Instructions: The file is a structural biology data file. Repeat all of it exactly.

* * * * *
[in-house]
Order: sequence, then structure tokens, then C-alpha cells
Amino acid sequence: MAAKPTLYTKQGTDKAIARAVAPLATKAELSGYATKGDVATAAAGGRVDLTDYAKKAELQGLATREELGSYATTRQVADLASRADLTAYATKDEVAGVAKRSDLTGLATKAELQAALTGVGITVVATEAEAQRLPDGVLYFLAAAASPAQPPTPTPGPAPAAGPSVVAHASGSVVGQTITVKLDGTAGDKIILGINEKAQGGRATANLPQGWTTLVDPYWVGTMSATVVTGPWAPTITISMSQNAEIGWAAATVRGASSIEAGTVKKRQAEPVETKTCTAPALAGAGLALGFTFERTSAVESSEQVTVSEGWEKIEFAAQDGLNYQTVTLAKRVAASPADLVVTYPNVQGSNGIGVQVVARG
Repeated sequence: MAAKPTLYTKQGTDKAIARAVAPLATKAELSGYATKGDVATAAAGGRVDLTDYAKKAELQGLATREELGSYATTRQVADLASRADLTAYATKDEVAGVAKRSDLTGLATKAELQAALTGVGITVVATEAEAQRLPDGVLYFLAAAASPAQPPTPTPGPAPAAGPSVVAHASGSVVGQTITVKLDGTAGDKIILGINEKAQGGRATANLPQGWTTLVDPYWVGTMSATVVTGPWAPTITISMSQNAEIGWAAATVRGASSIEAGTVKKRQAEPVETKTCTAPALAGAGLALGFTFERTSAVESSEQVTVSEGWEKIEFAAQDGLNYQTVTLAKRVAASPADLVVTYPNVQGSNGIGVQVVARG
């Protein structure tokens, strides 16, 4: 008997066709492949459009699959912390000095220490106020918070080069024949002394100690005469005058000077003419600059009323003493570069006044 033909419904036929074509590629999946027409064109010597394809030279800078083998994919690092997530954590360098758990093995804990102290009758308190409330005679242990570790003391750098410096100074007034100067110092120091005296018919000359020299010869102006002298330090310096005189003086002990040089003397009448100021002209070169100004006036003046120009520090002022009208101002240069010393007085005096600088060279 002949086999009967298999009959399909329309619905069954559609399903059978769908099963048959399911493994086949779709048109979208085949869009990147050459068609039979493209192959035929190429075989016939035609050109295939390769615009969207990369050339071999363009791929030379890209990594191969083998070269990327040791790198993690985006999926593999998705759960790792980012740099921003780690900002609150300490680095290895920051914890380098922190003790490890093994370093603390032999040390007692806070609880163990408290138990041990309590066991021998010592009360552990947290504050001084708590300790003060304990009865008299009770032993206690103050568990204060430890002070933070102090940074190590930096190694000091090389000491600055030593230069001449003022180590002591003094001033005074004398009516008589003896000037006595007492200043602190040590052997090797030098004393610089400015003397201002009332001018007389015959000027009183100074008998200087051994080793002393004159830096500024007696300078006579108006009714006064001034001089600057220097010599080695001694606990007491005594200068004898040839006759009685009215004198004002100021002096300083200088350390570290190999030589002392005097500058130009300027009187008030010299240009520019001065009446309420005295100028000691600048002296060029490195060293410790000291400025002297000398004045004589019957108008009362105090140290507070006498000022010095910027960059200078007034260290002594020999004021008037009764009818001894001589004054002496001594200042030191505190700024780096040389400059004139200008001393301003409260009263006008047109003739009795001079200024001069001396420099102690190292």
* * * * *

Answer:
[in-house]
Order: sequence, then structure tokens, then C-alpha cells
Amino acid sequence: MAAKPTLYTKQGTDKAIARAVAPLATKAELSGYATKGDVATAAAGGRVDLTDYAKKAELQGLATREELGSYATTRQVADLASRADLTAYATKDEVAGVAKRSDLTGLATKAELQAALTGVGITVVATEAEAQRLPDGVLYFLAAAASPAQPPTPTPGPAPAAGPSVVAHASGSVVGQTITVKLDGTAGDKIILGINEKAQGGRATANLPQGWTTLVDPYWVGTMSATVVTGPWAPTITISMSQNAEIGWAAATVRGASSIEAGTVKKRQAEPVETKTCTAPALAGAGLALGFTFERTSAVESSEQVTVSEGWEKIEFAAQDGLNYQTVTLAKRVAASPADLVVTYPNVQGSNGIGVQVVARG
Repeated sequence: MAAKPTLYTKQGTDKAIARAVAPLATKAELSGYATKGDVATAAAGGRVDLTDYAKKAELQGLATREELGSYATTRQVADLASRADLTAYATKDEVAGVAKRSDLTGLATKAELQAALTGVGITVVATEAEAQRLPDGVLYFLAAAASPAQPPTPTPGPAPAAGPSVVAHASGSVVGQTITVKLDGTAGDKIILGINEKAQGGRATANLPQGWTTLVDPYWVGTMSATVVTGPWAPTITISMSQNAEIGWAAATVRGASSIEAGTVKKRQAEPVETKTCTAPALAGAGLALGFTFERTSAVESSEQVTVSEGWEKIEFAAQDGLNYQTVTLAKRVAASPADLVVTYPNVQGSNGIGVQVVARG
């Protein structure tokens, strides 16, 4: 008997066709492949459009699959912390000095220490106020918070080069024949002394100690005469005058000077003419600059009323003493570069006044 033909419904036929074509590629999946027409064109010597394809030279800078083998994919690092997530954590360098758990093995804990102290009758308190409330005679242990570790003391750098410096100074007034100067110092120091005296018919000359020299010869102006002298330090310096005189003086002990040089003397009448100021002209070169100004006036003046120009520090002022009208101002240069010393007085005096600088060279 002949086999009967298999009959399909329309619905069954559609399903059978769908099963048959399911493994086949779709048109979208085949869009990147050459068609039979493209192959035929190429075989016939035609050109295939390769615009969207990369050339071999363009791929030379890209990594191969083998070269990327040791790198993690985006999926593999998705759960790792980012740099921003780690900002609150300490680095290895920051914890380098922190003790490890093994370093603390032999040390007692806070609880163990408290138990041990309590066991021998010592009360552990947290504050001084708590300790003060304990009865008299009770032993206690103050568990204060430890002070933070102090940074190590930096190694000091090389000491600055030593230069001449003022180590002591003094001033005074004398009516008589003896000037006595007492200043602190040590052997090797030098004393610089400015003397201002009332001018007389015959000027009183100074008998200087051994080793002393004159830096500024007696300078006579108006009714006064001034001089600057220097010599080695001694606990007491005594200068004898040839006759009685009215004198004002100021002096300083200088350390570290190999030589002392005097500058130009300027009187008030010299240009520019001065009446309420005295100028000691600048002296060029490195060293410790000291400025002297000398004045004589019957108008009362105090140290507070006498000022010095910027960059200078007034260290002594020999004021008037009764009818001894001589004054002496001594200042030191505190700024780096040389400059004139200008001393301003409260009263006008047109003739009795001079200024001069001396420099102690190292």